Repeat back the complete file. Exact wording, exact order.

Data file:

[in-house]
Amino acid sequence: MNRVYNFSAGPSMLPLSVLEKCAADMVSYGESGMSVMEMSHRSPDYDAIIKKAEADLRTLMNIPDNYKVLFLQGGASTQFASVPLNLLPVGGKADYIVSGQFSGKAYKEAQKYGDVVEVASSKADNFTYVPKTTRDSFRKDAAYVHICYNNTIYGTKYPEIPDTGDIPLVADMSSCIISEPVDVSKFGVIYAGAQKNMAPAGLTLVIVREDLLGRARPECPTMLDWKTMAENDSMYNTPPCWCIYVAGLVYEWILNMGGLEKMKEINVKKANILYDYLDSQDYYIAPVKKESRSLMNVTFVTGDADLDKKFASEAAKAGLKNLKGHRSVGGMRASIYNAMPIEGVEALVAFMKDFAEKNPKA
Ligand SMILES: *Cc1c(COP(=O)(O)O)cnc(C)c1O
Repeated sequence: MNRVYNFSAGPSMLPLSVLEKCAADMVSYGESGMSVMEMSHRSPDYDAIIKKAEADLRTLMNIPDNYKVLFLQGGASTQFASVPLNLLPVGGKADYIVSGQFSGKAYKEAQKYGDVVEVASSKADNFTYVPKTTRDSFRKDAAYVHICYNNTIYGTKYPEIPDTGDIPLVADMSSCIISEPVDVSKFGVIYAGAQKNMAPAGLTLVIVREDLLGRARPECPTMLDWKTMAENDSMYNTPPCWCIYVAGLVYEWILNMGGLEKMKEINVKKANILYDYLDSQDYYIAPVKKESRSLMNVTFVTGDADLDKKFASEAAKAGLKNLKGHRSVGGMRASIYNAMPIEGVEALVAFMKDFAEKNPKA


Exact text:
[in-house]
Amino acid sequence: MNRVYNFSAGPSMLPLSVLEKCAADMVSYGESGMSVMEMSHRSPDYDAIIKKAEADLRTLMNIPDNYKVLFLQGGASTQFASVPLNLLPVGGKADYIVSGQFSGKAYKEAQKYGDVVEVASSKADNFTYVPKTTRDSFRKDAAYVHICYNNTIYGTKYPEIPDTGDIPLVADMSSCIISEPVDVSKFGVIYAGAQKNMAPAGLTLVIVREDLLGRARPECPTMLDWKTMAENDSMYNTPPCWCIYVAGLVYEWILNMGGLEKMKEINVKKANILYDYLDSQDYYIAPVKKESRSLMNVTFVTGDADLDKKFASEAAKAGLKNLKGHRSVGGMRASIYNAMPIEGVEALVAFMKDFAEKNPKA
Ligand SMILES: *Cc1c(COP(=O)(O)O)cnc(C)c1O
Repeated sequence: MNRVYNFSAGPSMLPLSVLEKCAADMVSYGESGMSVMEMSHRSPDYDAIIKKAEADLRTLMNIPDNYKVLFLQGGASTQFASVPLNLLPVGGKADYIVSGQFSGKAYKEAQKYGDVVEVASSKADNFTYVPKTTRDSFRKDAAYVHICYNNTIYGTKYPEIPDTGDIPLVADMSSCIISEPVDVSKFGVIYAGAQKNMAPAGLTLVIVREDLLGRARPECPTMLDWKTMAENDSMYNTPPCWCIYVAGLVYEWILNMGGLEKMKEINVKKANILYDYLDSQDYYIAPVKKESRSLMNVTFVTGDADLDKKFASEAAKAGLKNLKGHRSVGGMRASIYNAMPIEGVEALVAFMKDFAEKNPKA